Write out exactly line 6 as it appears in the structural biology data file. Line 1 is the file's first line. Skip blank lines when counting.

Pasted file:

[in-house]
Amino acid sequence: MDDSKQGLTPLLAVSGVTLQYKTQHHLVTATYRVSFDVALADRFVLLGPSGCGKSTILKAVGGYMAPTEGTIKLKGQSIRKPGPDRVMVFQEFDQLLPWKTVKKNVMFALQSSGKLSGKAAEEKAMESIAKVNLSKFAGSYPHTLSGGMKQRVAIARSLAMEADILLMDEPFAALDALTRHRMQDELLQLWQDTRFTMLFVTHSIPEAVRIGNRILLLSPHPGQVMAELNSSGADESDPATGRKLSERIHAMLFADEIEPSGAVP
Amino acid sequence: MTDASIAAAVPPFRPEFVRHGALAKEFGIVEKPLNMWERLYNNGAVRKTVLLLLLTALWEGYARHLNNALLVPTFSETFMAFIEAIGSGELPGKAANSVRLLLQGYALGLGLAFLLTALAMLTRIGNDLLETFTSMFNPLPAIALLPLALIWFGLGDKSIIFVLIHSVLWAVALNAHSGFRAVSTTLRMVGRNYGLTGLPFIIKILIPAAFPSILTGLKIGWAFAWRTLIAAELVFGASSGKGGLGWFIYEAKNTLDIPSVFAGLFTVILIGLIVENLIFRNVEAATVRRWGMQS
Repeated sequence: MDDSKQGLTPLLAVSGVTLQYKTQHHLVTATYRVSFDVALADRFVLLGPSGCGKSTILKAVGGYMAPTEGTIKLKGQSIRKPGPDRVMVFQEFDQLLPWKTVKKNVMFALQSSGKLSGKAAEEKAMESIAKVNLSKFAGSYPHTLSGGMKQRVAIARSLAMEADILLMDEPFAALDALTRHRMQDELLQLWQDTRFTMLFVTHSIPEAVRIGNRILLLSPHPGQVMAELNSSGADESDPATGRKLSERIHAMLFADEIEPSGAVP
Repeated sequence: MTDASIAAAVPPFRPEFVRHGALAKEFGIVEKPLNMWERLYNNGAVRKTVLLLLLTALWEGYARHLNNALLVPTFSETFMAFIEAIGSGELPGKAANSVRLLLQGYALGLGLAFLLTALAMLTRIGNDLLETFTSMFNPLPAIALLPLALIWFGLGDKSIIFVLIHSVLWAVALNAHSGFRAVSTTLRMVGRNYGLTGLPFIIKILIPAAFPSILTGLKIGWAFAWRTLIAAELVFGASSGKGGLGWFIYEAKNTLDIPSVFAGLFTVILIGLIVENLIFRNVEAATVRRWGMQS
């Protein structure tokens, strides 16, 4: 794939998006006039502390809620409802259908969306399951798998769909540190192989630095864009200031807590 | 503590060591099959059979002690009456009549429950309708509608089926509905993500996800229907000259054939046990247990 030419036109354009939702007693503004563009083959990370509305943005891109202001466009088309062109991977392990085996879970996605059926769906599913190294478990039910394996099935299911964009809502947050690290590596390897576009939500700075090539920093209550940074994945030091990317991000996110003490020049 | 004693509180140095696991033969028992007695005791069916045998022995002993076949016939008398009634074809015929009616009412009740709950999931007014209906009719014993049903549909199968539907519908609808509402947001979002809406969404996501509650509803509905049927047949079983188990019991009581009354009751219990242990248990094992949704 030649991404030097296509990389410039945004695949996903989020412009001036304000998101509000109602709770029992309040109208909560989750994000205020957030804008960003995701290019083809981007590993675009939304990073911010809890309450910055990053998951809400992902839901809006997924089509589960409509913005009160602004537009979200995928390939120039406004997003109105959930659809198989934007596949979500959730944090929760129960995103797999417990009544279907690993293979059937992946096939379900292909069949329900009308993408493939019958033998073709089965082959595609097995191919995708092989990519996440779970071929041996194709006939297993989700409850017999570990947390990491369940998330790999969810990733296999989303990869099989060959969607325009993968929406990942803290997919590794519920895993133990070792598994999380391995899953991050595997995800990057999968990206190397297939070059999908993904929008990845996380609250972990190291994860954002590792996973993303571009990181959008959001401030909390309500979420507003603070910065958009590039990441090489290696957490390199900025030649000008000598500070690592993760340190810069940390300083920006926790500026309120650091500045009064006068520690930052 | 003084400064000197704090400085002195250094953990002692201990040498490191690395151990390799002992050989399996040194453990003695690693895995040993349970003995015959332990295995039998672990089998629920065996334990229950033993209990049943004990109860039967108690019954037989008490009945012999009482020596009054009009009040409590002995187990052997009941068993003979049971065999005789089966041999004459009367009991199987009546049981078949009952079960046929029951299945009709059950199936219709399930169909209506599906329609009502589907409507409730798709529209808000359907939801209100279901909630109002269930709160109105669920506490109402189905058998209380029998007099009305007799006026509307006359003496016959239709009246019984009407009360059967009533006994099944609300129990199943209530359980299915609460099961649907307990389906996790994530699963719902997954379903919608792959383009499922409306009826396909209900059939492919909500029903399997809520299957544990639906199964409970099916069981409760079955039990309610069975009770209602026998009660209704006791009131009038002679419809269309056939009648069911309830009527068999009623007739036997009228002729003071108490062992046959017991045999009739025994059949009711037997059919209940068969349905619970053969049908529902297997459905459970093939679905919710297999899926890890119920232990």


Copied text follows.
């Protein structure tokens, strides 16, 4: 794939998006006039502390809620409802259908969306399951798998769909540190192989630095864009200031807590 | 503590060591099959059979002690009456009549429950309708509608089926509905993500996800229907000259054939046990247990 030419036109354009939702007693503004563009083959990370509305943005891109202001466009088309062109991977392990085996879970996605059926769906599913190294478990039910394996099935299911964009809502947050690290590596390897576009939500700075090539920093209550940074994945030091990317991000996110003490020049 | 004693509180140095696991033969028992007695005791069916045998022995002993076949016939008398009634074809015929009616009412009740709950999931007014209906009719014993049903549909199968539907519908609808509402947001979002809406969404996501509650509803509905049927047949079983188990019991009581009354009751219990242990248990094992949704 030649991404030097296509990389410039945004695949996903989020412009001036304000998101509000109602709770029992309040109208909560989750994000205020957030804008960003995701290019083809981007590993675009939304990073911010809890309450910055990053998951809400992902839901809006997924089509589960409509913005009160602004537009979200995928390939120039406004997003109105959930659809198989934007596949979500959730944090929760129960995103797999417990009544279907690993293979059937992946096939379900292909069949329900009308993408493939019958033998073709089965082959595609097995191919995708092989990519996440779970071929041996194709006939297993989700409850017999570990947390990491369940998330790999969810990733296999989303990869099989060959969607325009993968929406990942803290997919590794519920895993133990070792598994999380391995899953991050595997995800990057999968990206190397297939070059999908993904929008990845996380609250972990190291994860954002590792996973993303571009990181959008959001401030909390309500979420507003603070910065958009590039990441090489290696957490390199900025030649000008000598500070690592993760340190810069940390300083920006926790500026309120650091500045009064006068520690930052 | 003084400064000197704090400085002195250094953990002692201990040498490191690395151990390799002992050989399996040194453990003695690693895995040993349970003995015959332990295995039998672990089998629920065996334990229950033993209990049943004990109860039967108690019954037989008490009945012999009482020596009054009009009040409590002995187990052997009941068993003979049971065999005789089966041999004459009367009991199987009546049981078949009952079960046929029951299945009709059950199936219709399930169909209506599906329609009502589907409507409730798709529209808000359907939801209100279901909630109002269930709160109105669920506490109402189905058998209380029998007099009305007799006026509307006359003496016959239709009246019984009407009360059967009533006994099944609300129990199943209530359980299915609460099961649907307990389906996790994530699963719902997954379903919608792959383009499922409306009826396909209900059939492919909500029903399997809520299957544990639906199964409970099916069981409760079955039990309610069975009770209602026998009660209704006791009131009038002679419809269309056939009648069911309830009527068999009623007739036997009228002729003071108490062992046959017991045999009739025994059949009711037997059919209940068969349905619970053969049908529902297997459905459970093939679905919710297999899926890890119920232990």